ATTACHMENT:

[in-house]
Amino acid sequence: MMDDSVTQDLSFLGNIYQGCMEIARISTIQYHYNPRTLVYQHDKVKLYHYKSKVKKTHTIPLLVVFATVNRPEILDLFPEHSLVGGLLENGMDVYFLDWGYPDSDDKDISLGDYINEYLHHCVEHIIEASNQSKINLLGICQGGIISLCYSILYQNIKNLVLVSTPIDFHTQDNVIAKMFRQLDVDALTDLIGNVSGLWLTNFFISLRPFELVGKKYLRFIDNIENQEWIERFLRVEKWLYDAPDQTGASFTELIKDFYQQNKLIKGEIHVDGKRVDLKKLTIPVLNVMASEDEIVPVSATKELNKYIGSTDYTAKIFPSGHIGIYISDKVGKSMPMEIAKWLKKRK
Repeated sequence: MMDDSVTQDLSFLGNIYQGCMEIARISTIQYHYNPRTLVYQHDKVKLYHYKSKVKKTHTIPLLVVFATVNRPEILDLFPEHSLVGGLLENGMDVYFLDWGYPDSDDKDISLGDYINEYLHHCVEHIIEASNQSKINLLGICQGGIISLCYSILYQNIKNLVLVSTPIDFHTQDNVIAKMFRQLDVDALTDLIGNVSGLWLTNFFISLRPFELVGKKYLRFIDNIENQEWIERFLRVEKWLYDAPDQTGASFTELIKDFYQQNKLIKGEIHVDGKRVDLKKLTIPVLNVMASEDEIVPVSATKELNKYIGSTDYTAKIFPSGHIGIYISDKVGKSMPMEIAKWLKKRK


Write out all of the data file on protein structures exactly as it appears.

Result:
[in-house]
Amino acid sequence: MMDDSVTQDLSFLGNIYQGCMEIARISTIQYHYNPRTLVYQHDKVKLYHYKSKVKKTHTIPLLVVFATVNRPEILDLFPEHSLVGGLLENGMDVYFLDWGYPDSDDKDISLGDYINEYLHHCVEHIIEASNQSKINLLGICQGGIISLCYSILYQNIKNLVLVSTPIDFHTQDNVIAKMFRQLDVDALTDLIGNVSGLWLTNFFISLRPFELVGKKYLRFIDNIENQEWIERFLRVEKWLYDAPDQTGASFTELIKDFYQQNKLIKGEIHVDGKRVDLKKLTIPVLNVMASEDEIVPVSATKELNKYIGSTDYTAKIFPSGHIGIYISDKVGKSMPMEIAKWLKKRK
Repeated sequence: MMDDSVTQDLSFLGNIYQGCMEIARISTIQYHYNPRTLVYQHDKVKLYHYKSKVKKTHTIPLLVVFATVNRPEILDLFPEHSLVGGLLENGMDVYFLDWGYPDSDDKDISLGDYINEYLHHCVEHIIEASNQSKINLLGICQGGIISLCYSILYQNIKNLVLVSTPIDFHTQDNVIAKMFRQLDVDALTDLIGNVSGLWLTNFFISLRPFELVGKKYLRFIDNIENQEWIERFLRVEKWLYDAPDQTGASFTELIKDFYQQNKLIKGEIHVDGKRVDLKKLTIPVLNVMASEDEIVPVSATKELNKYIGSTDYTAKIFPSGHIGIYISDKVGKSMPMEIAKWLKKRK